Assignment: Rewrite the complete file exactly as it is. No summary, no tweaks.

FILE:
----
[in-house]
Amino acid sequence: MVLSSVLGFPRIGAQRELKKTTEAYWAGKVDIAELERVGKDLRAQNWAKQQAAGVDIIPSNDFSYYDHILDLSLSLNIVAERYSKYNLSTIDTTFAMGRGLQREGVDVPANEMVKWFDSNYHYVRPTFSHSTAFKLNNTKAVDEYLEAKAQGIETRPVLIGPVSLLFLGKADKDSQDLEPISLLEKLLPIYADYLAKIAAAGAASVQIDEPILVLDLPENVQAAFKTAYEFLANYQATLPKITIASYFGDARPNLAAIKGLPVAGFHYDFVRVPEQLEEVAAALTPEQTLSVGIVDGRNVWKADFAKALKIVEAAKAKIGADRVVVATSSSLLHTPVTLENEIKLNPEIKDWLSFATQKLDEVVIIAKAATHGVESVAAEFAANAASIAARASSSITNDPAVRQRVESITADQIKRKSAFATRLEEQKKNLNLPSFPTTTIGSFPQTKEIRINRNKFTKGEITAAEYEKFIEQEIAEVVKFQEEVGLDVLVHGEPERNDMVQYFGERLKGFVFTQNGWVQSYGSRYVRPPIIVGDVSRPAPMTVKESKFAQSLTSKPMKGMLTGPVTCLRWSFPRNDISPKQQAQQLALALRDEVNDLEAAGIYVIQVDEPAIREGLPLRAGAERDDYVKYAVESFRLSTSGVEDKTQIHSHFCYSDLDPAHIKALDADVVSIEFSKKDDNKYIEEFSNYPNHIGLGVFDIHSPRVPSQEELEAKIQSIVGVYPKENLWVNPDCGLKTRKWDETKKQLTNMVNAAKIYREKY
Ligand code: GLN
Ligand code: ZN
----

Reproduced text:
[in-house]
Amino acid sequence: MVLSSVLGFPRIGAQRELKKTTEAYWAGKVDIAELERVGKDLRAQNWAKQQAAGVDIIPSNDFSYYDHILDLSLSLNIVAERYSKYNLSTIDTTFAMGRGLQREGVDVPANEMVKWFDSNYHYVRPTFSHSTAFKLNNTKAVDEYLEAKAQGIETRPVLIGPVSLLFLGKADKDSQDLEPISLLEKLLPIYADYLAKIAAAGAASVQIDEPILVLDLPENVQAAFKTAYEFLANYQATLPKITIASYFGDARPNLAAIKGLPVAGFHYDFVRVPEQLEEVAAALTPEQTLSVGIVDGRNVWKADFAKALKIVEAAKAKIGADRVVVATSSSLLHTPVTLENEIKLNPEIKDWLSFATQKLDEVVIIAKAATHGVESVAAEFAANAASIAARASSSITNDPAVRQRVESITADQIKRKSAFATRLEEQKKNLNLPSFPTTTIGSFPQTKEIRINRNKFTKGEITAAEYEKFIEQEIAEVVKFQEEVGLDVLVHGEPERNDMVQYFGERLKGFVFTQNGWVQSYGSRYVRPPIIVGDVSRPAPMTVKESKFAQSLTSKPMKGMLTGPVTCLRWSFPRNDISPKQQAQQLALALRDEVNDLEAAGIYVIQVDEPAIREGLPLRAGAERDDYVKYAVESFRLSTSGVEDKTQIHSHFCYSDLDPAHIKALDADVVSIEFSKKDDNKYIEEFSNYPNHIGLGVFDIHSPRVPSQEELEAKIQSIVGVYPKENLWVNPDCGLKTRKWDETKKQLTNMVNAAKIYREKY
Ligand code: GLN
Ligand code: ZN